rc.subr contains commonly used shell script functions which are used by various scripts such as rc(8), and the periodic system services which are controlled by daily.conf(5), monthly.conf(5), security.conf(5), and weekly.conf(5). The rc.subr functions are accessed by sourcing /etc/rc.subr into the cur- rent shell. The following shell functions are available: backup_file action file current backup Make a backup copy of file into current. If the rc.conf(5) vari- able backup_uses_rcs is `YES', use rcs(1) to archive the previous version of current, otherwise save the previous version of current as backup. action may be one of the following: add file is now being backed up by or possibly re-entered into this backup mechanism. current is created, and if neces- sary, the rcs(1) files are created as well. update file has changed and needs to be backed up. If current exists, it is copied to backup or checked into rcs(1) (if the repository file is old), and then file is copied to current. remove file is no longer being tracked by this backup mechanism. If rcs(1) is being used, an empty file is checked in and current is removed, otherwise current is moved to backup. basename file [suffix] Just like basename(1), except implemented using shell built-in commands, and usable before the /usr/bin direcory is available. checkyesno var Return 0 if var is defined to `YES', `TRUE', `ON', or `1'. Return 1 if var is defined to `NO', `FALSE', `OFF', or `0'. Otherwise, warn that var is not set correctly. The values are case insensi- tive. Note that the warning message shown by this function when var is not set references a manual page where the user can find more information. Its name is picked up from the rcvar_manpage vari- able. check_pidfile pidfile procname [interpreter] Parses the first word of the first line of pidfile for a PID, and ensures that the process with that PID is running and its first argument matches procname. Prints the matching PID if successful, otherwise nothing. If interpreter is provided, parse the first line of procname, ensure that the line is of the form #! interpreter [...] and use interpreter with its optional arguments and procname appended as the process string to search for. check_process procname [interpreter] Prints the PIDs of any processes that are running with a first argument that matches procname. interpreter is handled as per check_pidfile. collapse_backslash_newline Copy input to output, collapsing <backslash><newline> to nothing, but leaving other backslashes alone. dirname file Just like dirname(1), except implemented using shell built-in commands, and usable before the /usr/bin direcory is available. err exitval message Display an error message to stderr, log it to the system log using logger(1), and exit with an exit value of exitval. The error mes- sage consists of the script name (from $0), followed by ``: ERROR: '', and then message. load_rc_config command Source in the rc.conf(5) configuration files for command. First, /etc/rc.conf is sourced if it has not yet been read in. Then, /etc/rc.conf.d/command is sourced if it is an existing file. The latter may also contain other variable assignments to override run_rc_command arguments defined by the calling script, to provide an easy mechanism for an administrator to override the behaviour of a given rc.d(8) script without requiring the editing of that script. load_rc_config_var command var Read the rc.conf(5) variable var for command and set in the current shell, using load_rc_config in a sub-shell to prevent unwanted side effects from other variable assignments. mount_critical_filesystems type Go through a list of critical file systems, as found in the rc.conf(5) variable critical_filesystems_type, mounting each one that is not currently mounted. no_rc_postprocess command [arguments] Execute the specified command with the specified arguments, in such a way that its output bypasses the post-processor that rc(8) uses for most commands. This implies that the output will not appear in the /var/run/rc.log file, and will appear on the console regardless of the value of rc_silent. This is expected to be useful for interactive commands, and this mechanism is automatically used by run_rc_command when a script contains the rcorder(8) keyword ``interactive''. If invoked from a context that does not appear to be under the con- trol of rc(8), then the command is executed without special treat- ment. print_rc_metadata string Print the specified string in such a way that it should be handled as meta-data by the rc(8) post-processor. If invoked from a con- text that does not appear to be under the control of rc(8), then the string is discarded. Any rc.d(8) script may invoke this function with an argument that begins with ``note:'', followed by one line of arbitrary text; the text will be logged by rc(8) but will not be displayed on the con- sole. The use of arguments that do not begin with ``note:'' is reserved for internal use by rc(8) and rc.subr. print_rc_normal [-n] string Print the specified string in such a way that it should be handled as normal output by the rc(8) post-processor. If invoked from a context that does not appear to be under the control of rc(8), then the string is printed to standard output. If the -n flag is specified, then the string is printed without a newline. Intended use cases include: An rc.d script can use ``print_rc_normal -n'' to print a par- tial line in such a way that it appears immediately instead of being buffered by rc(8)'s post-processor. An rc.d script that is run via the no_rc_postprocess function (so most of its output is invisible to rc(8)'s post-processor) can use print_rc_normal to force some of its output to be seen by the post-processor. rc_usage command [...] Print a usage message for $0, with commands being the list of valid arguments prefixed by ``[fast|force|one]''. reverse_list item [...] Print the list of items in reverse order. run_rc_command argument [parameter ...] Run the argument method for the current rc.d(8) script, based on the settings of various shell variables. run_rc_command is extremely flexible, and allows fully functional rc.d(8) scripts to be implemented in a small amount of shell code. The optional set of parameters is passed verbatim to the command, but not to its pre/post hooks. argument is searched for in the list of supported commands, which may be one of: start Start the service. This should check that the ser- vice is to be started as specified by rc.conf(5). Also checks if the service is already running and refuses to start if it is. This latter check is not performed by standard NetBSD scripts if the system is starting directly to multi-user mode, to speed up the boot process. stop If the service is to be started as specified by rc.conf(5), stop the service. This should check that the service is running and complain if it's not. restart Perform a stop then a start. Defaults to displaying the process ID of the program (if running). rcvar Display which rc.conf(5) variables are used to con- trol the startup of the service (if any). If pidfile or procname is set, also support: poll Wait for the command to exit. status Show the status of the process. Other supported commands are listed in the optional variable extra_commands. argument may have one of the following prefixes which alters its operation: fast Skip the check for an existing running process, and sets rc_fast=YES. force Skip the checks for rcvar being set to yes, and sets rc_force=YES. This ignores argument_precmd returning non-zero, and ignores any of the required_* tests failing, and always returns a zero exit status. one Skip the checks for rcvar being set to yes, but per- forms all the other prerequisite tests. run_rc_command uses the following shell variables to control its behaviour. Unless otherwise stated, these are optional. name The name of this script. This is not optional. rcvar The value of rcvar is checked with checkyesno to determine if this method should be run. rcvar_manpage The manual page containing information about rcvar. It will be part of the warning message shown when rcvar is undefined. Defaults to rc.conf(5). command Full path to the command. Not required if argument_cmd is defined for each supported keyword. command_args Optional arguments and/or shell directives for command. command_interpreter command is started with #! command_interpreter [...] which results in its ps(1) command being command_interpreter [...] command so use that string to find the PID(s) of the run- ning command rather than `command'. extra_commands Extra commands/keywords/arguments supported. pidfile Path to pid file. Used to determine the PID(s) of the running command. If pidfile is set, use check_pidfile $pidfile $procname to find the PID. Otherwise, if command is set, use check_process $procname to find the PID. procname Process name to check for. Defaults to the value of command. required_dirs Check for the existence of the listed directories before running the default start method. required_files Check for the readability of the listed files before running the default start method. required_vars Perform checkyesno on each of the list variables before running the default start method. ${name}_chdir Directory to cd to before running command, if ${name}_chroot is not provided. ${name}_chroot Directory to chroot(8) to before running command. Only supported after /usr is mounted. ${name}_env List of additional or modified environment vari- ables to set when starting command. ${name}_flags Arguments to call command with. This is usually set in rc.conf(5), and not in the rc.d(8) script. The environment variable `flags' can be used to override this. ${name}_nice nice(1) level to run command as. Only supported after /usr is mounted. ${name}_user User to run command as, using chroot(8). if ${name}_chroot is set, otherwise uses su(1). Only supported after /usr is mounted. ${name}_group Group to run the chrooted command as. ${name}_groups Comma separated list of supplementary groups to run the chrooted command with. argument_cmd Shell commands which override the default method for argument. argument_precmd Shell commands to run just before running argument_cmd or the default method for argument. If this returns a non-zero exit code, the main method is not performed. If the default method is being executed, this check is performed after the required_* checks and process (non-)existence checks. argument_postcmd Shell commands to run if running argument_cmd or the default method for argument returned a zero exit code. sig_stop Signal to send the processes to stop in the default stop method. Defaults to SIGTERM. sig_reload Signal to send the processes to reload in the default reload method. Defaults to SIGHUP. For a given method argument, if argument_cmd is not defined, then a default method is provided by run_rc_command: Argument Default method start If command is not running and checkyesno rcvar suc- ceeds, start command. stop Determine the PIDs of command with check_pidfile or check_process (as appropriate), kill sig_stop those PIDs, and run wait_for_pids on those PIDs. reload Similar to stop, except that it uses sig_reload instead, and doesn't run wait_for_pids. restart Runs the stop method, then the start method. status Show the PID of command, or some other script spe- cific status operation. poll Wait for command to exit. rcvar Display which rc.conf(5) variable is used (if any). This method always works, even if the appropriate rc.conf(5) variable is set to `NO'. The following variables are available to the methods (such as argument_cmd) as well as after run_rc_command has completed: rc_arg Argument provided to run_rc_command, after fast and force processing has been performed. rc_flags Flags to start the default command with. Defaults to ${name}_flags, unless overridden by the environ- ment variable `flags'. This variable may be changed by the argument_precmd method. rc_pid PID of command (if appropriate). rc_fast Not empty if ``fast'' prefix was used. rc_force Not empty if ``force'' prefix was used. run_rc_script file argument Start the script file with an argument of argument, and handle the return value from the script. Various shell variables are unset before file is started: name, command, command_args, command_interpreter, extra_commands, pidfile, rcvar, required_dirs, required_files, required_vars, argument_cmd, argument_precmd. argument_postcmd. The startup behaviour of file depends upon the following checks: 1. If file ends in .sh, it is sourced into the current shell. 2. If file appears to be a backup or scratch file (e.g., with a suffix of `~', `#', `.OLD', or `.orig'), ignore it. 3. If file is not executable, ignore it. 4. If the rc.conf(5) variable rc_fast_and_loose is empty, source file in a sub shell, otherwise source file into the current shell. 5. If file contains the rcorder(8) keyword ``interactive'', then the command is executed using no_rc_postprocess. stop_boot Prevent booting to multiuser mode. If the autoboot variable is `yes', then a SIGTERM signal is sent to the parent process (which is assumed to be rc(8)). Otherwise, the shell exits with status 1. twiddle Display one of the characters `/, -, \, |', followed by a backspace. Repeated calls to this function will create the appear- ance of a spinning symbol, as a different character is displayed on each call. Output is to /dev/tty, so this function may be useful even inside a script whose output has been redirected. wait_for_pids [pid [...]] Wait until all of the provided pids don't exist any more, printing the list of outstanding pids every two seconds. warn message Display a warning message to stderr and log it to the system log using logger(1). The warning message consists of the script name (from $0), followed by ``: WARNING: '', and then message. yesno_to_truefalse var Change the value of the specified variable from any of the forms acceptable to the checkyesno function, to ``true'' or ``false''.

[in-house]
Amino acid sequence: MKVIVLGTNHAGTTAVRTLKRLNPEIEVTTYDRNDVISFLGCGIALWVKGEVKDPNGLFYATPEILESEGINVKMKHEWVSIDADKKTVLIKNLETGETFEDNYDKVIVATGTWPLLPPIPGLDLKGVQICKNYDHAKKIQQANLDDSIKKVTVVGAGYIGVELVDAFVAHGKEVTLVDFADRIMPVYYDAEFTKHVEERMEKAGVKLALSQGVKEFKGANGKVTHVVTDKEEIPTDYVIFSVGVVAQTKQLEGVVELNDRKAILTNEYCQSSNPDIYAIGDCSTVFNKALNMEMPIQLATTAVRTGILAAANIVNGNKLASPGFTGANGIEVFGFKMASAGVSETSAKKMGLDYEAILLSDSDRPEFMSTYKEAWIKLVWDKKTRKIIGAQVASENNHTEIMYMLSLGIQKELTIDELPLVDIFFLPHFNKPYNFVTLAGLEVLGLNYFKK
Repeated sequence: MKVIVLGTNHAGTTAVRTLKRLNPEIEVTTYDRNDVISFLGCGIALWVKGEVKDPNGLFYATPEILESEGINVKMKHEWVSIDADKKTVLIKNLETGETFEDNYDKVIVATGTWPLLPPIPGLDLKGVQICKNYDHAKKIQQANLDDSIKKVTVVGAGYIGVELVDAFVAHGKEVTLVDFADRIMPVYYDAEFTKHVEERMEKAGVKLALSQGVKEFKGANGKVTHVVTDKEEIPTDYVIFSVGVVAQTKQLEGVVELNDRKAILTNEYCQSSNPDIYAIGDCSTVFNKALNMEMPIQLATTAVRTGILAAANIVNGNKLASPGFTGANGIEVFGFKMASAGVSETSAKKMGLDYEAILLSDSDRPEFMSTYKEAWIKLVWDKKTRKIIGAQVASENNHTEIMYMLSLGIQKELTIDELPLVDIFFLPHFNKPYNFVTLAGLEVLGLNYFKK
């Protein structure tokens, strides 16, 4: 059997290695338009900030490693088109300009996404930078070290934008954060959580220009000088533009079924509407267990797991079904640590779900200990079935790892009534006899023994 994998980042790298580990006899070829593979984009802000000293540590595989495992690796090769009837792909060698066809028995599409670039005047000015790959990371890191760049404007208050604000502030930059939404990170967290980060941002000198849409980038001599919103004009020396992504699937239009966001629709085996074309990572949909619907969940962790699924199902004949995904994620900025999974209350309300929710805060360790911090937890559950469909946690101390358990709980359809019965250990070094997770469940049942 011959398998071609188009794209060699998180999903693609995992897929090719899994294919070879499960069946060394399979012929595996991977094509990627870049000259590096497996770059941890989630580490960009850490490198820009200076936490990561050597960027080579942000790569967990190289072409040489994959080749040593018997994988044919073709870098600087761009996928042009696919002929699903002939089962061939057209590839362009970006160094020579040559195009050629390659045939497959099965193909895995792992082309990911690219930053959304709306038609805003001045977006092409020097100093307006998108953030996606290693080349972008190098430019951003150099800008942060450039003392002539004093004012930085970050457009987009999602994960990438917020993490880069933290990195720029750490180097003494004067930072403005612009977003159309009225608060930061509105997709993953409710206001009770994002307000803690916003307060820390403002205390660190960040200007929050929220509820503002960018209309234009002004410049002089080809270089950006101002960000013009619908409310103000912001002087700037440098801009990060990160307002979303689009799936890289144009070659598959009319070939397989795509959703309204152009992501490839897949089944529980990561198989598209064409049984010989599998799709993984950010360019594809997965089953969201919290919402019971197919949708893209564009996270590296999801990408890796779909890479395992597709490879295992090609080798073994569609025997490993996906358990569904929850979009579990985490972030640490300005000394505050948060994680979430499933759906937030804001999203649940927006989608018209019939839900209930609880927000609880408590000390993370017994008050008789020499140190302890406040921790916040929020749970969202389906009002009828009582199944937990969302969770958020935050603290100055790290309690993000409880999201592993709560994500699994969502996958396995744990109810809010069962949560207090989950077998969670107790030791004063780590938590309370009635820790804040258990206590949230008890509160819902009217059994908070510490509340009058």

FILES
/etc/rc.subr The rc.subr file resides in /etc.
SEE ALSO
rc.conf(5), rc(8)
HISTORY
rc.subr appeared in NetBSD 1.3. The rc.d(8) support functions appeared in NetBSD 1.5. Support for the rc(8) post-processor appeared in NetBSD 6.0. NetBSD 9.0 December 17, 2012 NetBSD 9.0